Fedora 10 regains Linux fans

In 2007, Fedora, Red Hat's community Linux distribution, hit an all-time low. Users were leaving it behind in favor of Ubuntu and openSUSE. Well-known Linux evangelist Eric S. Raymond, after looking at the latest release, Fedora Core 6, dismissed Fedora as junk.

Raymond wrote at the time, "Over the last five years, I've watched Red Hat/Fedora throw away what a near-unassailable lead was at one time in technical prowess, market share and community prestige. The blunders have been legion on both technical and political levels."

Two years later though, Paul Frields, Fedora project leader, declared that there has been "a major up-tick in Fedora involvement over the last 6 months. Since the release of Fedora 10, we've seen about 1 million new installations and approximately 2 million unique visitors to fedoraproject.org each month. We are very pleased about the number of contributors and interest that we are seeing in the Fedora Project, and we intend to build on that enthusiasm at FUDCon (Fedora Users and Developers Conference) Berlin." FUDCon is an annual community event, which will be held this year between June 26-28th in conjunction with LinuxTag, Europe's leading Linux and open-source gathering and tradeshow.

Frields isn't talking out of his hat. While Linux desktop numbers are very hard to fix down properly, a close look at DistroWatch's Linux distribution page hit numbers shows that Fedora has been moving up and it's holding its own again as a popular Linux distribution.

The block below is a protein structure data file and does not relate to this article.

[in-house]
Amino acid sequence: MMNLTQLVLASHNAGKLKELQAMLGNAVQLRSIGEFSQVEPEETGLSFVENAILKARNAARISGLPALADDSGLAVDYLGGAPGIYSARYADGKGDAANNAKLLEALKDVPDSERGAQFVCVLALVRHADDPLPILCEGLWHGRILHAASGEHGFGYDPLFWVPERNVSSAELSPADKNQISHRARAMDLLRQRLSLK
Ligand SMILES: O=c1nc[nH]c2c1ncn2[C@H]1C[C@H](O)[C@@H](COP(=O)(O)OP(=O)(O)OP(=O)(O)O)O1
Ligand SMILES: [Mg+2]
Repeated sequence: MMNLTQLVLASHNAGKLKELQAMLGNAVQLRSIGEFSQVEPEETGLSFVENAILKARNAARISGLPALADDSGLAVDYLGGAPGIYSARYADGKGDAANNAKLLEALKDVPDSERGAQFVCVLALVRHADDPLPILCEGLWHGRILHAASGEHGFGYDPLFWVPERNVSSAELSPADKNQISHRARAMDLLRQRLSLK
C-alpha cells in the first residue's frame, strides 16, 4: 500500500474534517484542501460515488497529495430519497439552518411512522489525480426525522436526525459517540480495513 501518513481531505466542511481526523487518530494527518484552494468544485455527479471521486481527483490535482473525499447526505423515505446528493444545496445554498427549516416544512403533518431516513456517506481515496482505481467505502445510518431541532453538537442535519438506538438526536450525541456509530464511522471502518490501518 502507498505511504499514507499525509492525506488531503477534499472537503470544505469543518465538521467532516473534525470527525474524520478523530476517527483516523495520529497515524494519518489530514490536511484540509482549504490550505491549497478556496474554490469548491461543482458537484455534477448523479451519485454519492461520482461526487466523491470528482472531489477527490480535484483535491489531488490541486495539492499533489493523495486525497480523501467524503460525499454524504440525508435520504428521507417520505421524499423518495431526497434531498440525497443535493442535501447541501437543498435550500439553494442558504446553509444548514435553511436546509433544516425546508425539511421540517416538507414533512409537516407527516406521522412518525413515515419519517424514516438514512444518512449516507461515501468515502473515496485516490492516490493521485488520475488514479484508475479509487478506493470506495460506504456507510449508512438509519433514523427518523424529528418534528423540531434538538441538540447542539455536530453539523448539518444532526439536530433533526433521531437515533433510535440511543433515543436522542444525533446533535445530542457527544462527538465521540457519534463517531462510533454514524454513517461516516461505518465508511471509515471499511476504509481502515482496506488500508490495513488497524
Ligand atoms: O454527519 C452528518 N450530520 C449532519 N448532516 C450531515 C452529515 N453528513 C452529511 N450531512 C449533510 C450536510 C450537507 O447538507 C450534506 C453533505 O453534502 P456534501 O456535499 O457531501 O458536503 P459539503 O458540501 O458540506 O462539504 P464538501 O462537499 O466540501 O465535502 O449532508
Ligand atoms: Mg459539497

What happened?

As far as I can tell, Fedora's developers, underneath Red Hat's direction, have restrengthened their efforts to produce a first-class Linux distribution.

I know personally, I've been very impressed by Fedora 10. This edition of Fedora is the first one in years to have won a long-term place on my Linux desktop line-up in my office/lab. While I have over two-dozen computers that I use for evaluations, that still isn't enough. So I only keep operating systems around that I think are either truly useful or matter to many users. Fedora makes it on both accounts.

I suspect too that Red Hat, which is re-entering the Linux desktop market, has been working hard to improve Fedora as a desktop system for the last few months. From where I sit, it's certainly Red Hat's best desktop in years.

Will Fedora become more popular than Ubuntu? I don't see that happening. Well, not any time soon. But, what I do see is that several Linux distributions and Fedora is one of them, have really stepped up their game. All the desktop Linuxes are getting better, and that can only be good news no matter, which distribution is your favorite.

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